const fs = require("fs"); const path = require("path");  const shoelaceOutputPath = path.join(process.cwd(), "shoelace-dir"); const publicShoelacePath = path.join(process.cwd(), "public", "shoelace");  const files = fs.readdirSync(shoelaceOutputPath);  const shoelaceBundleFile = files.find(name => /^shoelace-bundle/.test(name));  fs.rmSync(publicShoelacePath, { force: true, recursive: true });  fs.mkdirSync(publicShoelacePath, { recursive: true }); fs.renameSync(path.join(shoelaceOutputPath, shoelaceBundleFile), path.join(publicShoelacePath, shoelaceBundleFile)); fs.rmSync(shoelaceOutputPath, { force: true, recursive: true });  fs.writeFileSync(path.join(process.cwd(), "util", "shoelace-bundle-info.js"), `export const shoelacePath = "/shoelace/$ {shoelaceBundleFile}";`);

Here’s a companion npm script:

"bundle-shoelace": "vite build && node util/process-shoelace-bundle",

That should work. For me, util/shoelace-bundle-info.js now exists, and looks like this:

export const shoelacePath = "/shoelace/shoelace-bundle-a6f19317.js";

Loading the script

Let’s go into the Next.js _document.js file and pull in the name of our Web Component bundle file:

import { shoelacePath } from "../util/shoelace-bundle-info";

Then we manually render a <script> tag in the <head>. Here’s what my entire _document.js file looks like:

import { Html, Head, Main, NextScript } from "next/document"; import { shoelacePath } from "../util/shoelace-bundle-info";  export default function Document() {   return (     <Html>       <Head>         <script src={shoelacePath}></script>       </Head>       <body>         <Main />         <NextScript />       </body>     </Html>   ); }

And that should work! Our Shoelace registration will load in a blocking script and be available immediately as our page processes the initial HTML.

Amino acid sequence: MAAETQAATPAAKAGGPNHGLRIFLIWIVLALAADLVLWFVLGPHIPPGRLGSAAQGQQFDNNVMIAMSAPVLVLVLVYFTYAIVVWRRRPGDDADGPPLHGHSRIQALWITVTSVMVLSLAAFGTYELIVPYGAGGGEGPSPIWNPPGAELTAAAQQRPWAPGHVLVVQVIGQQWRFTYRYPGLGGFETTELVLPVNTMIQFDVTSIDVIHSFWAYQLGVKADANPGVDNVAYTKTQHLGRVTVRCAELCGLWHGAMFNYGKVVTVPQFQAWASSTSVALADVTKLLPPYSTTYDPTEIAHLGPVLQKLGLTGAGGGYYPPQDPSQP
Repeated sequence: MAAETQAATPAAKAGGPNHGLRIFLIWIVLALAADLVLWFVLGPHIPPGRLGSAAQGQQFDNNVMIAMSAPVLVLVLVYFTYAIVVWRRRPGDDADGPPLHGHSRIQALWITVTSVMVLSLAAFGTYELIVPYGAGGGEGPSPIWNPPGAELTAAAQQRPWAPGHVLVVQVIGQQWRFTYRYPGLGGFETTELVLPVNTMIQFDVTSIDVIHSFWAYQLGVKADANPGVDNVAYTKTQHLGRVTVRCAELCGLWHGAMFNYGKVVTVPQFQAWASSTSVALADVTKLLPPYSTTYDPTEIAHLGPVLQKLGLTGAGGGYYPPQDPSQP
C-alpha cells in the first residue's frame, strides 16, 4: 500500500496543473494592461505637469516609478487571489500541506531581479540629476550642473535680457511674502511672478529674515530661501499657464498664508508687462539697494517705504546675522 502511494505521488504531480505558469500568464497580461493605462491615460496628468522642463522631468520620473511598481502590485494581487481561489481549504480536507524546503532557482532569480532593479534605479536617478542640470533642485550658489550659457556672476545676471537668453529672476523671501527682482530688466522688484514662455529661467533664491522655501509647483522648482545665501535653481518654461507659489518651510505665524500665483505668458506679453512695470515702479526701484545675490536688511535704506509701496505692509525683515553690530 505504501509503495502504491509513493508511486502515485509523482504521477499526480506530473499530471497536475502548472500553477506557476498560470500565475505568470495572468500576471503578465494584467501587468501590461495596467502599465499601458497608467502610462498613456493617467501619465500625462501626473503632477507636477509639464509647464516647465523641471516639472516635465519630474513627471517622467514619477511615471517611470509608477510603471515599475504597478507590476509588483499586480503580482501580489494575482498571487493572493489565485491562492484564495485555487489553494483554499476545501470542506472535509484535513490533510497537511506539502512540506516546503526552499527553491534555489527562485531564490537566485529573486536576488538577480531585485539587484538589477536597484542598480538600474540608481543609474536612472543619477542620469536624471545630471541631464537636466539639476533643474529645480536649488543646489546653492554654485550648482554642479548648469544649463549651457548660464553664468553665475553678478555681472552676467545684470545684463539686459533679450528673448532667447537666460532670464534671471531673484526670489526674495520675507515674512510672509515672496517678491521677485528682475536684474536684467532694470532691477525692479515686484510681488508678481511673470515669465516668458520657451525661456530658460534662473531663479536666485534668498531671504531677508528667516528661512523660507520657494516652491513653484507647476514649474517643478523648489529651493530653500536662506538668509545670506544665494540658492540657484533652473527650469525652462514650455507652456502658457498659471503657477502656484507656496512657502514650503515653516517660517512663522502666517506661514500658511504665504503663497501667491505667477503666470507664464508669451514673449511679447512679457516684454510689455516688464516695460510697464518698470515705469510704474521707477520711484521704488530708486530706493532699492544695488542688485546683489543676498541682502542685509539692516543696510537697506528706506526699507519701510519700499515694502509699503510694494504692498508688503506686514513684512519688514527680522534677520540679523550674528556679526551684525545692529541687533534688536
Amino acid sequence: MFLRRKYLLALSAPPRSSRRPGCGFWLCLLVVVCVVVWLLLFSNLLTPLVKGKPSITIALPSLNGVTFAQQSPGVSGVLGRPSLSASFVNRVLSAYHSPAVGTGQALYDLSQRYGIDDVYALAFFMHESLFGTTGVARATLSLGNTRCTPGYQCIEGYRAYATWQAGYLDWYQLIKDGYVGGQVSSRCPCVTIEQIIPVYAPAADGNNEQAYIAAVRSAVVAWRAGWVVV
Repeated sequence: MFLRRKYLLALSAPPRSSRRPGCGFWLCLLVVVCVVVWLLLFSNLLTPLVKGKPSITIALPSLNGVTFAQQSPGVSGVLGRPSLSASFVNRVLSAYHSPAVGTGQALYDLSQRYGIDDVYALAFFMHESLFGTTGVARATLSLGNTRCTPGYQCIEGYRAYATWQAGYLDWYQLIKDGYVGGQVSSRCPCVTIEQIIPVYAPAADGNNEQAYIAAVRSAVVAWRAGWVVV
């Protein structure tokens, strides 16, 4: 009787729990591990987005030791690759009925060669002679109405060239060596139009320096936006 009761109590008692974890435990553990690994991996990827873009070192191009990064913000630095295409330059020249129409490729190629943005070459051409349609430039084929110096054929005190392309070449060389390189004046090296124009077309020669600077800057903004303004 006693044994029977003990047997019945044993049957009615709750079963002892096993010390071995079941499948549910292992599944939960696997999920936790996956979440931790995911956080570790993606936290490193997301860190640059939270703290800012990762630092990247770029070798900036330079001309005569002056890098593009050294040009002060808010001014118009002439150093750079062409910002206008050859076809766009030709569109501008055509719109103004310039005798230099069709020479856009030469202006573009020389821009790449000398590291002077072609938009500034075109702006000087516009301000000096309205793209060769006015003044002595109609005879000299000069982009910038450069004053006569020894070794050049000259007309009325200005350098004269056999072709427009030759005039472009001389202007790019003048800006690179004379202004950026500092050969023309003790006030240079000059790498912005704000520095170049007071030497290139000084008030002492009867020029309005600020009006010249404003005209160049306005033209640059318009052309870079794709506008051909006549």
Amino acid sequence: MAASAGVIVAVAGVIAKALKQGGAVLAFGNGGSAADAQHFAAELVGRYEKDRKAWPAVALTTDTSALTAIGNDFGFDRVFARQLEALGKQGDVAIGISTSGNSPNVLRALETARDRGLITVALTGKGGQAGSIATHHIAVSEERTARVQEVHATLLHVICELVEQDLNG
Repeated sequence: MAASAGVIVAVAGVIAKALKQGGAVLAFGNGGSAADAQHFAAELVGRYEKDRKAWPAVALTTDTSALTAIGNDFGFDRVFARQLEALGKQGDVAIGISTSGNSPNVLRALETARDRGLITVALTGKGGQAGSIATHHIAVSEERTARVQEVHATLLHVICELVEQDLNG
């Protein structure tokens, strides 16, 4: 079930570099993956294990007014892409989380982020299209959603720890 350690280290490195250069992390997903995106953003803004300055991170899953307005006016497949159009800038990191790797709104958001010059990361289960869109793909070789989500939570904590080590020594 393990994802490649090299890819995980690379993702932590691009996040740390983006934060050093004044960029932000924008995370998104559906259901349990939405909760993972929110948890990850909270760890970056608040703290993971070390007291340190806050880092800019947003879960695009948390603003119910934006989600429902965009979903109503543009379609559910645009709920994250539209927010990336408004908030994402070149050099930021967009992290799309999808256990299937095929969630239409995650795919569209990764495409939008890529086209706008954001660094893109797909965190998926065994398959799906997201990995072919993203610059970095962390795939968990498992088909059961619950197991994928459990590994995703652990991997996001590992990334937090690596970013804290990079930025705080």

Improving performance

We could leave things as they are but let’s add caching for our Shoelace bundle. We’ll tell Next.js to make these Shoelace bundles cacheable by adding the following entry to our Next.js config file:

async headers() {   return [     {       source: "/shoelace/shoelace-bundle-:hash.js",       headers: [         {           key: "Cache-Control",           value: "public,max-age=31536000,immutable",         },       ],     },   ]; }

Now, on subsequent browses to our site, we see the Shoelace bundle caching nicely!

DevTools Sources panel open and showing the loaded Shoelace bundle.

If our Shoelace bundle ever changes, the file name will change (via the :hash portion from the source property above), the browser will find that it does not have that file cached, and will simply request it fresh from the network.

Wrapping up

This may have seemed like a lot of manual work; and it was. It’s unfortunate Web Components don’t offer better out-of-the-box support for server-side rendering.

But we shouldn’t forget the benefits they provide: it’s nice being able to use quality UX components that aren’t tied to a specific framework. It’s aldo nice being able to experiment with brand new frameworks, like Solid, without needing to find (or hack together) some sort of tab, modal, autocomplete, or whatever component.


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Does the Next Generation of Static Site Generators Make Building Sites Better?

Just ran across îles, a new static site generator mostly centered around Vue. The world has no particular shortage of static site generators, but it’s interesting to see what this “next generation” of SSGs seem to focus on or try to solve.

îles looks to take a heaping spoonful of inspiration from Astro. If we consider them together, along with other emerging and quickly-evolving SSGs, there is some similarities:

  • Ship zero JavaScript by default. Interactive bits are opt-in — that’s what the islands metaphor is all about. Astro and îles do it at the per-component level and SvelteKit prefers it at the page level.
  • Additional fanciness around controls for when hydration happens, like “when the browser is idle,” or “when the component is visible.”
  • Use a fast build tool, like Vite which is Go-based esbuild under the hood. Or Rust-based swc in the case of Next 12.
  • Support multiple JavaScript frameworks for componentry. Astro and îles do this out of the box, and another example is how Slinkity brings that to Eleventy.